“Praying stuck with me,” Lana said. “From a young age, Mass was important to me. It was a regular part of life. I loved the sense of community — being all together. I admired the priests because I realized that they are doing something special,” he said.

In 2003, Lana was graduated from Hawthorne High School, where was named to the National Honor Society and the Spanish Honor Society. He headed to Seton Hall, where he would earn a bachelor’s degree in economics with a minor in history with an eye toward three possible career paths: as a government worker, attorney or teacher.

As he began his undergraduate studies, Lana sporadically attended Mass. His attendance had dropped off at the end of high school because of his heavy course load and busy schedule playing sports — baseball, basketball and soccer — on highschool teams. But he took a Contemporary Moral Values course with Father John Ballwe, which inspired him to return to Mass at St. Anthony’s with his mother. Then, he took other religious courses.

“I was growing in my faith,” Lana said.

With his bachelor’s degree in hand, Lana interned for five months at the Office of the Chief Counsel of Immigration and Customs Enforcement for the U. S. Department of Homeland Security in Newark. He got a taste for law by observing its attorneys making the government’s arguments in immigration, asylum and deportation cases.

Lana clerked for Kaps & Barto, Esq., a small law firm in Hackensack that handles civil cases, where he filed materials, compiled exhibits and read legal briefs. Before applying to law school, he had a brief thought about the priesthood, but quickly ignored it.

So in 2008, Lana entered Seton Hall School of Law, where he took on a demanding course load that involved long days and nights of classes and studying. In what little spare time he had, he deepened his faith, praying more everyday, including the rosary; reading and reflecting on Scripture; and watching EWTN Catholic television network.

“My thoughts of priesthood grew stronger. I was fighting it, because it was not fitting into my life plans at the moment,” said Lana, who in law school and after, got more involved at St. Anthony’s as a fifth-grade catechist and youth ministry volunteer.

Meanwhile, Lana worked as a judicial intern for the Hon. James Guida of N.J. Superior Court in Hackensack. Before earning his law degree in 2011, Lana also served as a legal intern for the Essex County Prosecutor’s Office. After law school, Lana clerked for Judge Guida. He observed juvenile and family court cases. He performed research and wrote legal briefs, complied jury instructions and reviewed pre-trial sentencing reports. Lana also told the judge — a deacon at St. Mary Parish, Rutherford — about his possible call and received encouragement.

Lana also worked as an attorney for Strasser & Associates, a civil law firm in Paramus. It was during this period after law school that two priests he did not know before gave him encouragement in his vocation. One day, at St. Elizabeth Parish, Wyckoff, a priest heard his confession and then offered this observation: “You will do great things in life as a lawyer or maybe even as a priest.” Then, a priest from Sacred Heart Parish, Lyndhurst, asked him to consider the priesthood, after watching him read Scripture at his grandfather’s funeral.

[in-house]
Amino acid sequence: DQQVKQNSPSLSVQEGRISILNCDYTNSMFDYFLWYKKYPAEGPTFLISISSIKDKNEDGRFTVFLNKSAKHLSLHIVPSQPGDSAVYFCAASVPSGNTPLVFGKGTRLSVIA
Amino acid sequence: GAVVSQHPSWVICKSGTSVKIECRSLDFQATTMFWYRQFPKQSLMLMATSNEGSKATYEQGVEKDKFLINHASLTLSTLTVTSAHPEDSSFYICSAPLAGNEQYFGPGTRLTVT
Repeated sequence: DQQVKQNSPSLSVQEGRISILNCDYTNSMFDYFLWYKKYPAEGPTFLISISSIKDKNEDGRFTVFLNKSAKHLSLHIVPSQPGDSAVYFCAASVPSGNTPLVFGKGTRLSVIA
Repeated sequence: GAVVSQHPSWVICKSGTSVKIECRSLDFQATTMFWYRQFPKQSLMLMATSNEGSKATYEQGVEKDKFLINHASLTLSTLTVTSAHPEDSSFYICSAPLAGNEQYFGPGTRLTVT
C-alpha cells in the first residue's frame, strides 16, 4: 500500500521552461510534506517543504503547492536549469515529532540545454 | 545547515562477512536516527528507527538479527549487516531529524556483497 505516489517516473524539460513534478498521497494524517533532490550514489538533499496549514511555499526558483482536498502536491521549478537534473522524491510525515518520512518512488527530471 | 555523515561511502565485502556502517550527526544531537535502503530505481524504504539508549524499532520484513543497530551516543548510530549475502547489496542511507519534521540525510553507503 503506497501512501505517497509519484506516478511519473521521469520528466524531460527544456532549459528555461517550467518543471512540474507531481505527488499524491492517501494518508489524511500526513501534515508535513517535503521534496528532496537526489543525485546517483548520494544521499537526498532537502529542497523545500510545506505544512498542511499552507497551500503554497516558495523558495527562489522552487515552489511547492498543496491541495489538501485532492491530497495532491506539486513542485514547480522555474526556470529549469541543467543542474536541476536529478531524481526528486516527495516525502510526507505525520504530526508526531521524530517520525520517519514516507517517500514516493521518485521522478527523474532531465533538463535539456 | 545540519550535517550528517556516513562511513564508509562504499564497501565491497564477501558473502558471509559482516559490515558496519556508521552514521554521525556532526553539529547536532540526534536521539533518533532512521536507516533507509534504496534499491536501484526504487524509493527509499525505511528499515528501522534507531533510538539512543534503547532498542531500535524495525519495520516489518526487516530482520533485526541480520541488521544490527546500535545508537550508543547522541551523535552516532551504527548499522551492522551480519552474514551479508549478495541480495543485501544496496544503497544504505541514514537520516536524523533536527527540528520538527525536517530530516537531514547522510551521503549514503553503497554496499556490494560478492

By May 2013, Lana felt the call to a priestly vocation grow much stronger. So he spoke to Father Hubert Jurjewicz, diocesan vocations director; Father Kevin Corcoran, diocesan vice chancellor; and Msgr. Raymond Kupke, St. Anthony’s pastor. He also told his parents, who “found the news difficult, but warmed up to it because they are supportive and want what’s best for me,” Lana said.

In the fall of 2013, a 28-year-old Lana entered Immaculate Conception Seminary. In addition to coursework and spiritual activities, he has undertaken several pastoral assignments, including assisting immigration attorneys at Catholic Charities in Newark, and talking and praying with residents at St. Joseph’s Home for the Elderly, Totowa. He also visited parishioners’ homes, a nursing home and religious education classes during a yearlong assignment at St. Catherine of Siena Parish, Mountain Lakes, with fellow seminarian and St. Anthony’s parishioner Dailon Lisabet.

“Father Jared [Brogan, St. Catherine’s administrator] connects with people well and is an engaging personality. People want to be around him,” Lana said.

Last summer, Lana worked at St. Anthony’s, lectoring at daily Mass, making Communion calls, conducting wake and burial services and teaching Vacation Bible School. This summer, he attended the nine-week Institute for Priestly Formation in Omaha with fellow seminarians Lisabet and Andrew Dutko.

“Charles has been involved in the life of St. Anthony’s in youth group, CCD and Vacation Bible School. He is smart but humble. He has a strong sense of responsibility and deep faith and takes his prayer life seriously,” said Father Roberto Amador, St. Anthony’s parochial vicar. “We are proud to have Charles come from our parish and enter the seminary.”

Read the full article at http://www.livedigitaleditions.com/article/Seminarian+From+Hawthorne+Heeded+Several+Signs+In+Vocations+Journey+That+Pointed+Him+To+The+Priesthood/2556021/328053/article.html.